I couldn't stay away from blogging so I have moved my blog to my personal site so I can talk about anything i want without feeling any pressure. You can find it here: http://brightpanda.com/
Yesterday I posted about almost burning my house down because of a li-po battery and my ignorance. In the post I captured the emotion I felt at the time by using the words OH FUCK. The thought of a fire in my family's home with my daughter and my immediate family brought nightmares to mind. So I posted about it and how to avoid such situations. But I got this response:"Does this really belong on the main weblogs.asp.net page? Please use some discretion, especially if you choose to put profanity into your post."
To this I have no retort.The first thing that came to mind was "wow, what a pussy
..". I've been posting here since 2003 when this blog was given to me and before it was part of the asp.net website. I would love to focus on .Net in all of my posts but do you really need to read another post about web 2.0 and AJAX? Do you really need another "Top 10 Best Programming Practices" by Joe Nobody? Do we really need to go over the stuff that is written in plain english in the .Net documentation just one more time?
This response also begs the question - Do I need to edit my own thoughts because someone may get offended?
So on the train this morning I got to thinking.. (Dangerous I know, but I can't help it.).. I realized how much of this is bullshit. I'm one of a million blogs spouting off into the void about myself and all of this material is bound to be sent to the bit bucket and never read again. At first I was going to setup a blog at my own website but I have decided that I refuse to be part of this circle-jerk any longer. The greatest in computing don't sit on the top of the mountain and preach about how to program, they DO. They take action. Donald Knuth doesn't even use email! One of the greatest minds in computing and somehow he manages to not even use email, let alone have a blog or podcast. Linus Torvald, a man that changes the world of computing more each day doesn't even have a website! If they can do without well I think I can too.
Now I will crawl back into the low place that I came from, to hang out with foul mouthed geniuses, the scourge of internet society, and the wreckers of all that is good. Have a good one.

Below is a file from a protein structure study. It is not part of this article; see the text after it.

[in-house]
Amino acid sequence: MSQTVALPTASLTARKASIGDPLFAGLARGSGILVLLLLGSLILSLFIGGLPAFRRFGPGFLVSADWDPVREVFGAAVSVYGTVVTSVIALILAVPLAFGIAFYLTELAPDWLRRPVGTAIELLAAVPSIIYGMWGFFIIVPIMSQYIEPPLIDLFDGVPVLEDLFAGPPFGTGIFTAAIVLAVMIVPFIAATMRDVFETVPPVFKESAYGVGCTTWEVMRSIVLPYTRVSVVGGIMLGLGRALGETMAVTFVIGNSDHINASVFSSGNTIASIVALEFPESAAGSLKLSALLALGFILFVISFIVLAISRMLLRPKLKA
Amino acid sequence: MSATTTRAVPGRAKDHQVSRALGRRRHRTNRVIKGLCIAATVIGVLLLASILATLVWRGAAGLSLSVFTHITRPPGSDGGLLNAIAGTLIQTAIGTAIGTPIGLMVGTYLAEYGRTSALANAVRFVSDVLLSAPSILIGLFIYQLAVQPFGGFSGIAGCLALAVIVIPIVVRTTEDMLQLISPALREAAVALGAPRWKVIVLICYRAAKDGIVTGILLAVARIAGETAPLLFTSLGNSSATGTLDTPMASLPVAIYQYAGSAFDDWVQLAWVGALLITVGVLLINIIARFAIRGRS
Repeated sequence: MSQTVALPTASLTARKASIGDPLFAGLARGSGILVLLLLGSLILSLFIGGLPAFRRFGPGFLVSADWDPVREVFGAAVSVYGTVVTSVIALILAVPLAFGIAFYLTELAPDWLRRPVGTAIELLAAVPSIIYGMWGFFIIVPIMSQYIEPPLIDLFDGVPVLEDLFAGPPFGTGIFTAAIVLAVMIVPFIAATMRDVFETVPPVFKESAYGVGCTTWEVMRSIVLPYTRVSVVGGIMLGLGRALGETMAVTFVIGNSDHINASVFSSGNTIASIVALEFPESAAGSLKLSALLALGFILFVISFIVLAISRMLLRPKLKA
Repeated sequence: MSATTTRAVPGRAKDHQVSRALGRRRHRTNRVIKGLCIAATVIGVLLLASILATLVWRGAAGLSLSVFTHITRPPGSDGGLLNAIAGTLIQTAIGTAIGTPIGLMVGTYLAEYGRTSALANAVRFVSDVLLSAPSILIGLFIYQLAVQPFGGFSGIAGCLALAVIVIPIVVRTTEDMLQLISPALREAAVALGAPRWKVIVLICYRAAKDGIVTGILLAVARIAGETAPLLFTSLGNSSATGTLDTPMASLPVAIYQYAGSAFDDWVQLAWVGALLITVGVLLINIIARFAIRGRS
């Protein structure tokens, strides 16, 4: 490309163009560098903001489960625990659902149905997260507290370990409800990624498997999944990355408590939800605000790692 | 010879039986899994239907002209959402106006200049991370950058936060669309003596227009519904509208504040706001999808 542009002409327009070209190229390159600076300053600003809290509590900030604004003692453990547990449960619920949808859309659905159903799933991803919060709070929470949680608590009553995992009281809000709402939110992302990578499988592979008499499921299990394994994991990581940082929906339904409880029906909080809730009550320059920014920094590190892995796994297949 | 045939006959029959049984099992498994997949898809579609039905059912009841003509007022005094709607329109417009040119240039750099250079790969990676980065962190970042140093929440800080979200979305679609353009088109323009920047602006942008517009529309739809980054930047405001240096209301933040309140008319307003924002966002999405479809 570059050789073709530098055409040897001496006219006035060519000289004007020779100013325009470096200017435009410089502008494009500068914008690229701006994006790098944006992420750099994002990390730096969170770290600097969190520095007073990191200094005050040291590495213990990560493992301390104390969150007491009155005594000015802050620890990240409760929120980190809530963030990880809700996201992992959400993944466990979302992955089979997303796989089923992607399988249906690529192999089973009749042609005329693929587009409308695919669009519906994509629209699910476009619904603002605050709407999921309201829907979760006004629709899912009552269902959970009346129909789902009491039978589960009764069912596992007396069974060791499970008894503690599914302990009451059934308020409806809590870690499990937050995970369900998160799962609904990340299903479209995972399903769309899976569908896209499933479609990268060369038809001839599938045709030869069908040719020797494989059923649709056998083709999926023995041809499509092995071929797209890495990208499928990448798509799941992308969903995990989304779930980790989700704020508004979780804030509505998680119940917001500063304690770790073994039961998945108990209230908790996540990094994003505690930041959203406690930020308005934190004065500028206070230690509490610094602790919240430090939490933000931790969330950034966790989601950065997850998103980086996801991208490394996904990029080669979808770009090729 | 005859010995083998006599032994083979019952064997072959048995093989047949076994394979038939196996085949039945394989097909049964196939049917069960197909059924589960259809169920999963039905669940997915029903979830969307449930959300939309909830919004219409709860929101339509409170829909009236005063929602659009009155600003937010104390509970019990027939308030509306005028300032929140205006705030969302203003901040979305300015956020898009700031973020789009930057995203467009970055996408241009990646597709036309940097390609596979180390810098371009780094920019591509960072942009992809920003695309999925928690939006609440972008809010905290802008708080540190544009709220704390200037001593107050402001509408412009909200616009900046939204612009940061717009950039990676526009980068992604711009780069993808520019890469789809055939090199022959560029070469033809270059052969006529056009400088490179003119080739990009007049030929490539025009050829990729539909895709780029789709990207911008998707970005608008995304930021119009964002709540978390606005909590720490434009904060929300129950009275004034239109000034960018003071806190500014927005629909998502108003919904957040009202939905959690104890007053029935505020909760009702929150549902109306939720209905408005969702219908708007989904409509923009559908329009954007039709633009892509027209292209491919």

PS. Don't take this as "I'm going home and I'm taking my ball with me!", instead take this as "I need to be more focused in what I do".
Over my X-mas break I attempted to put together a remote control plane
(1.5 MB image) I intend on using as my first UAV. My first order of business was to get my electronics hooked up correctly and working on the bench and then proceed to the assemble the fuselageand mount it. This is how the "incident" began.
I was working with a friend and we hooked an 10A electronic speed controller (ESC) to the battery, then to the reciever. The engine channel would not respond so I hooked up a servo to another channel and it worked. I repeated with 3 other channels hooking servos to them and they responded. But the engine would not turn. Then I gave it full power and I see smoke. I kill the power. The smoke is coming from the ESC heat shrink wrap and also from the connection to the battery. I stop everything and while trying to get the battery unplugged I notice the wires are hot as shit! It's melting the wires! I still have it connected to the ESC and receiver and I'm trying to get it unhooked as fast as possible knowing the warnings about this type of battery. The battery starts to balloon immediately and I think OH FUCK it's going to explode. Images of the house burning down are very real now. So my friend gets it disconnected with a little pain (hot melting wires remember) then drops it to the floor and moves quickly. I toss a hard hat on it to try and contain whatever might happen. After about 5 minutes of waiting we decide to delicately remove it outside where it can cause the least amount of damage.
The next day I took this picture
and did some research. I found a few videos online showing exploding li-po batteries. I find that I was not nearly as careful enough. Take a look at this forum post